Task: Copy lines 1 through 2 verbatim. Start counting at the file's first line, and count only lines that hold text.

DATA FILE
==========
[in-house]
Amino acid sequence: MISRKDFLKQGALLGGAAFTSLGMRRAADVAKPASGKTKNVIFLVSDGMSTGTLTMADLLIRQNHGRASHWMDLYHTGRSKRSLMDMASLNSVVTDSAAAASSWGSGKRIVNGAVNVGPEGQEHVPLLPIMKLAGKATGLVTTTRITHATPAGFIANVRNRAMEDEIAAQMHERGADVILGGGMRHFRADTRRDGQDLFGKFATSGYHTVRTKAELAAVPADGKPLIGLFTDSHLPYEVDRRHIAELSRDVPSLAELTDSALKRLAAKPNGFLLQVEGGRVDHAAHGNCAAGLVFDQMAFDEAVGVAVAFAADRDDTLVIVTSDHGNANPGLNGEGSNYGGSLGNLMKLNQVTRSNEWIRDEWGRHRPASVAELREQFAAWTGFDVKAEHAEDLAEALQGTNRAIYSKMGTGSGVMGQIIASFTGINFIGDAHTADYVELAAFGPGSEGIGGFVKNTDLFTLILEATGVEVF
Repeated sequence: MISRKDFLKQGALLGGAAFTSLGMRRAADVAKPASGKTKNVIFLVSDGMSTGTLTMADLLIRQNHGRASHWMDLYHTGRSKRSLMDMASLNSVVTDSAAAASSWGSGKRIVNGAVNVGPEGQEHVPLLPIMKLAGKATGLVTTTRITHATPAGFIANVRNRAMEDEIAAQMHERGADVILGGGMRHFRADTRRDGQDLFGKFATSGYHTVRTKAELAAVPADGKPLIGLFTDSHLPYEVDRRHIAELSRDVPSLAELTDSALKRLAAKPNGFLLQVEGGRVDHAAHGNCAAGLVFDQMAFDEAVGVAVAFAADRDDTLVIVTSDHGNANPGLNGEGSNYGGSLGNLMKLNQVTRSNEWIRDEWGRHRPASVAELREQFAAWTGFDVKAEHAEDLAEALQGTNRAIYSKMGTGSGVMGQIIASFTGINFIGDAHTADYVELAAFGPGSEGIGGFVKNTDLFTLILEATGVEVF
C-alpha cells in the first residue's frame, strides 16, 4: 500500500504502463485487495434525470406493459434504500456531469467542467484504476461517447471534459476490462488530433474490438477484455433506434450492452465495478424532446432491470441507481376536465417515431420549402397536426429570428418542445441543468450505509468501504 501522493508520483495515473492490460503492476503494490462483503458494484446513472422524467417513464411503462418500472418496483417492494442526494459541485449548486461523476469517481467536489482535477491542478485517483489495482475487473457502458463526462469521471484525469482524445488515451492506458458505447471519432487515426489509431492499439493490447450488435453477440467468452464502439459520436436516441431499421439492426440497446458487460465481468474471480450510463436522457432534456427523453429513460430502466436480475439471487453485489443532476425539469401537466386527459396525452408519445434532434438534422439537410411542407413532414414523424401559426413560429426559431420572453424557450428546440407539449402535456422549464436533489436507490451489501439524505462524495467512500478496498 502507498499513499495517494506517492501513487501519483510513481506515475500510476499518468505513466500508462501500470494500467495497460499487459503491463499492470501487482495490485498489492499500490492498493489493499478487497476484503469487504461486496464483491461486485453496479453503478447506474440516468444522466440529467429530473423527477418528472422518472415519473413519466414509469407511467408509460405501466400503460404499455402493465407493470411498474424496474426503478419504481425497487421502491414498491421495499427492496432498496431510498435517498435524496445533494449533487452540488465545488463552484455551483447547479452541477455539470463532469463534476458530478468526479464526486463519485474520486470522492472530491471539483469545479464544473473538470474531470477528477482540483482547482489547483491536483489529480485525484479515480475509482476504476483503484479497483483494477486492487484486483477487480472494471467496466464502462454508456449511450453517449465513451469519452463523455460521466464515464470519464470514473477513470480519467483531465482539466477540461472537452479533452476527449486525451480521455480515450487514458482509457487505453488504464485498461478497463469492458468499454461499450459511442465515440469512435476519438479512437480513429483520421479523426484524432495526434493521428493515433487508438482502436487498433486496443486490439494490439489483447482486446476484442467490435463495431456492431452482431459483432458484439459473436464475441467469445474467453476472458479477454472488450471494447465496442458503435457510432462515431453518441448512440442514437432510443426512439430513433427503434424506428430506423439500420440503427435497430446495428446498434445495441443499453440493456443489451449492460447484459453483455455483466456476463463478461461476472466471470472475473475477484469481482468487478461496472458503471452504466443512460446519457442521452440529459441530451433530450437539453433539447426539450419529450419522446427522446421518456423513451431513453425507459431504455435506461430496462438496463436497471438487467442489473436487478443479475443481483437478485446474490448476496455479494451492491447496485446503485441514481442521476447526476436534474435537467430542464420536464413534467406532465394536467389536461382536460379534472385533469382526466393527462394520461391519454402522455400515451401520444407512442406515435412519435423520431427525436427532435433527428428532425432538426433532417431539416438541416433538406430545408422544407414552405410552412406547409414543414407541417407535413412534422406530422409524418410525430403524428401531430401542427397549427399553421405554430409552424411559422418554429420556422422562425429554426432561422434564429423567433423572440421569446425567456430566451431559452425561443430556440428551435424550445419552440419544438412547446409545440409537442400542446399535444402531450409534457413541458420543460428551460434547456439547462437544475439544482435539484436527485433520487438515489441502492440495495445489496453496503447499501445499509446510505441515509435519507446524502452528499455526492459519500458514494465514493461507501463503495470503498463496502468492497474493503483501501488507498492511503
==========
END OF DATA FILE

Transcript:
[in-house]
Amino acid sequence: MISRKDFLKQGALLGGAAFTSLGMRRAADVAKPASGKTKNVIFLVSDGMSTGTLTMADLLIRQNHGRASHWMDLYHTGRSKRSLMDMASLNSVVTDSAAAASSWGSGKRIVNGAVNVGPEGQEHVPLLPIMKLAGKATGLVTTTRITHATPAGFIANVRNRAMEDEIAAQMHERGADVILGGGMRHFRADTRRDGQDLFGKFATSGYHTVRTKAELAAVPADGKPLIGLFTDSHLPYEVDRRHIAELSRDVPSLAELTDSALKRLAAKPNGFLLQVEGGRVDHAAHGNCAAGLVFDQMAFDEAVGVAVAFAADRDDTLVIVTSDHGNANPGLNGEGSNYGGSLGNLMKLNQVTRSNEWIRDEWGRHRPASVAELREQFAAWTGFDVKAEHAEDLAEALQGTNRAIYSKMGTGSGVMGQIIASFTGINFIGDAHTADYVELAAFGPGSEGIGGFVKNTDLFTLILEATGVEVF